Alan Cox wrote: To start with there is no reason that the USB console can't implement a maybe we have hardware, maybe I buffer 64K until it shows up behaviour and bind to hardware as and when USB serial devices get inserted. Ah, that doesn't work, when you want to use the USB serial console

Re: Wait for console to become available, v3.2

2009-04-22 Thread Jamie Lokier
Linus Torvalds wrote: [ Actually, looking closer we should not use that particular name: we already have something called a console_driver which is really the current VT driver. Speaking of names... The word console is used to mean three different things in the kernel. Last time I had

Re: Wait for console to become available, v3.2

2009-04-22 Thread Jamie Lokier
Alan Cox wrote: It would be a sensible though boring cleanup to change all the VC (virtual console) stuff to use the name VT (virtual terminal) consistently. Then we would have two completely different meanings for virtual terminal in the kernel. As opposed to three meanings for console

Re: Wait for console to become available, v3.2

2009-04-24 Thread Jamie Lokier
David VomLehn wrote: This looks like a good plan and not hard to implement. It even should be possible to fit USB disk drives into the scheme. That would definitely rock. How about this, perhaps in the generic device model: 1. Whenever a device's existence is detected by its parent

Re: Wait for console to become available, v3.2

2009-04-24 Thread Jamie Lokier
David VomLehn wrote: I think this is over-engineered. This focused on boot devices, so you really don't care about things like buses, and I don't perceive a broader use. What really matters is particular boot device types, wherever they came from. I'm thinking this broader use: - My boot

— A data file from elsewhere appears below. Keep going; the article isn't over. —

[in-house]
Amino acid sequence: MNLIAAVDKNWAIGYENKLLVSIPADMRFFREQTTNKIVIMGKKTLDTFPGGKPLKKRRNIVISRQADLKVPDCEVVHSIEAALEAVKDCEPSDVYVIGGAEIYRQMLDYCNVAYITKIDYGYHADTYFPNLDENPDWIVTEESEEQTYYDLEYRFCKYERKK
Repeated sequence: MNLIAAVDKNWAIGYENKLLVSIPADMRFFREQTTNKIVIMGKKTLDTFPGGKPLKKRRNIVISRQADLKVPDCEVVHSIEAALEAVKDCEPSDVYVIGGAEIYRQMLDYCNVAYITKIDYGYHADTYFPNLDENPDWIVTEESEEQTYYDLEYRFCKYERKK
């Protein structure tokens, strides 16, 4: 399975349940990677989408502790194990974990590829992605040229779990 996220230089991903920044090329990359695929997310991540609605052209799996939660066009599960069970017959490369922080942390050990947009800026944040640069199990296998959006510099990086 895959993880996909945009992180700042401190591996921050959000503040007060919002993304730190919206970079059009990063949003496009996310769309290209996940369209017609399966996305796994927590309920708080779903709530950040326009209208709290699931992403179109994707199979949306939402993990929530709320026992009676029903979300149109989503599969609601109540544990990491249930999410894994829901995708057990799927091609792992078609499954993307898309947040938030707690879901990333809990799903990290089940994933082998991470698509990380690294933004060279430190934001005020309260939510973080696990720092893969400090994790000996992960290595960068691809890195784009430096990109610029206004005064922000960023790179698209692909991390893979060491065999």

Re: Wait for console to become available, v3.2

2009-04-26 Thread Jamie Lokier
Alan Stern wrote: On Sat, 25 Apr 2009, Jamie Lokier wrote: I'm thinking this broader use: - My boot _script_ is waiting for a disk which identifies as UUID=392852908752345749857 to appear before it can mount it on /data. If there's no such disk, it proceeds without

Re: Wait for console to become available, v3.2

2009-04-26 Thread Jamie Lokier
Alan Stern wrote: On Sun, 26 Apr 2009, Jamie Lokier wrote: Are you suggesting this new interface be exported to userspace somehow? Not directly. Only in the same way that open(/dev/console) delays until there's a console, so reading the keyboard can delay until we know if we had

Re: Wait for console to become available, v3.2

2009-04-26 Thread Jamie Lokier
Kay Sievers wrote: _If_ the system doesn't wait for all block devices present at boot to be enumerated before the boot script, then when the script looks in that directory for a specific UUID, it would be good to wait until has everything present at boot been enumerated? says yes.

Re: Wait for console to become available, v3.2

2009-04-26 Thread Jamie Lokier
Kay Sievers wrote: On Mon, Apr 27, 2009 at 01:12, Jamie Lokier ja...@shareable.org wrote: Kay Sievers wrote: _If_ the system doesn't wait for all block devices present at boot to be enumerated before the boot script, then when the script looks in that directory for a specific UUID

Re: Can I run an application compiled with gcc ABI 2.95 on a kernel compiled with gcc ABI 3.4?

2009-05-15 Thread Jamie Lokier
George G. Davis wrote: On Fri, May 15, 2009 at 02:55:57PM +0100, Ben Dooks wrote: On Fri, May 15, 2009 at 02:51:05PM +0100, Jamie Lokier wrote: Eek, can you say a bit more about the ARM EABI mismatch? I would like to run a shiny modern ARM EABI kernel and userspace, but also need

Re: Can I run an application compiled with gcc ABI 2.95 on a kernel compiled with gcc ABI 3.4?

2009-05-15 Thread Jamie Lokier